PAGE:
The perceived value proposition offers a significant challenge to any business. It requires that a business have a fairly complete understanding of the customer’s perception of benefits and costs.
Although market segmentation may help a business better understand some segments of the market, the challenge is still getting to understand the customer. In many cases, customers themselves may have difficulty in clearly understanding what they perceive as the benefits and costs of any offer.
How then is a business, particularly a small business, to identify this vital requirement?
The simple answer is that a business must be open to every opportunity to listen to the voice of the customer (VOC).
This may involve actively talking to your customers on a one-to-one basis or It may involve other methods of soliciting feedback from your customers, such as satisfaction surveys or using the company’s website. Businesses may engage in market research projects to better understand their customers or evaluate proposed new products and services. Regardless of what mechanism is used, it should serve one purpose—to better understand the needs and wants of your customers.
Good research in the area of customer value simply means that one must stop talking to the customer—talking through displays, advertising, and/or a website. It means that one is always open to listening carefully to the VOC. Active listening in the service of better identifying customer value means that one is always open to the question of how your business can better solve the problems of particular customers.
Businesses should address the following questions when they attempt to make customer value the focus of their existence:
What needs of our customers are we currently meeting?
What needs of our customers are we currently failing to meet?
Do our customers understand their own needs and are they aware of them?
How are we going to identify those unmet customer needs?
How are we going to listen to the VOC?
How are we going to let the customer talk to us?
What is the current value proposition that is desired by customers?
How is the value proposition different for different customers?
How—exactly—is our value proposition different from our competitors?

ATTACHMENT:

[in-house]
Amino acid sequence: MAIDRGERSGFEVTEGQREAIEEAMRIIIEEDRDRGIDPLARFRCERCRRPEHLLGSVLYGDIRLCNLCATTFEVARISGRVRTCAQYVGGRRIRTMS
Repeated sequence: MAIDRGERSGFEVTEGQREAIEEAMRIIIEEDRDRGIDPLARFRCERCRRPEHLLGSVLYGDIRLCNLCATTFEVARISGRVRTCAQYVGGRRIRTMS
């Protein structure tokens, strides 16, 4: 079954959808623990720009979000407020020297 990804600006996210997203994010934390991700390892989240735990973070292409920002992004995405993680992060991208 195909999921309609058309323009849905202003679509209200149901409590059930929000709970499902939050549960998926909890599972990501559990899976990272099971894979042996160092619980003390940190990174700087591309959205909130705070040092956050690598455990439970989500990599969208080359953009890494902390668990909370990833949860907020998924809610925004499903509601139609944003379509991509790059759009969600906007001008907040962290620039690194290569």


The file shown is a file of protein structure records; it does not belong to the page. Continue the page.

Do I know why customers have left our business for our competitors?
Who Your Customer Is—and Is Not
At the beginning of this article, it was argued that your central focus must be the customer. One critical way that this might be achieved is by providing a customer with superior value. However, creating this value must be done in a way that assures that the business makes money. One way of doing this is by identifying and selecting those customers who will be profitable.
Some have put forth the concept of customer lifetime value, a measure of the revenue generated by a customer, the cost generated for that particular customer, and the projected retention rate of that customer over his or her lifetime.
This concept is popular enough that there are lifetime value calculator templates available on the web. The Harvard Business School calculator looks at the cost of acquiring a customer and then computes the net present value of the customer during his or her lifetime.
Net present value discounts the value of future cash flows.
It recognizes the time value of money. You can use one of two models: a simple model that examines a single product or a more complex model with additional variables. One of the great benefits in conducting customer lifetime value analysis is combining it with the notion of market segmentation. The use of market segmentation allows for recognizing that certain classes of customers may produce significantly different profits during their lifetimes. Not all customers are the same.
For many small businesses, particularly very small businesses, formal market research may pose a problem. In many small businesses, there may be a conflict between decision making made on a professional basis and decision making made on an instinctual basis. Some small business owners will always decide based on a gut instinct. We can point to many instances in which gut instinct concerning the possible success in product paid off, whereas a formal market research evaluation might consider the product to be a nonstarter.
In 1975, California salesman Gary Dahl came up with the idea of the ideal pet—a pet that would require minimal care and cost to maintain. He developed the idea of the pet rock. This unlikely concept became a fad and a great success for Dahl. Ken Hakuta, also known as Dr. Fad, developed a toy known as the Wallwalker in 1983. It sold over 240 million units.
These and other fad products, such as the Cabbage Patch dolls and Rubik’s Cube, are so peculiar that one would be hard pressed to think of any marketing research that would have indicated that they would be viable, let alone major successes.
It’s not about pop culture, it’s not about fooling people, and it’s not about convincing people that they want something they don’t. We figure out what we want. And I think we’re pretty good at having the right discipline to think through whether a lot of other people are going to want it, too. That’s what we get paid to do. So you can’t go out and ask people, you know, what’s the next big thing.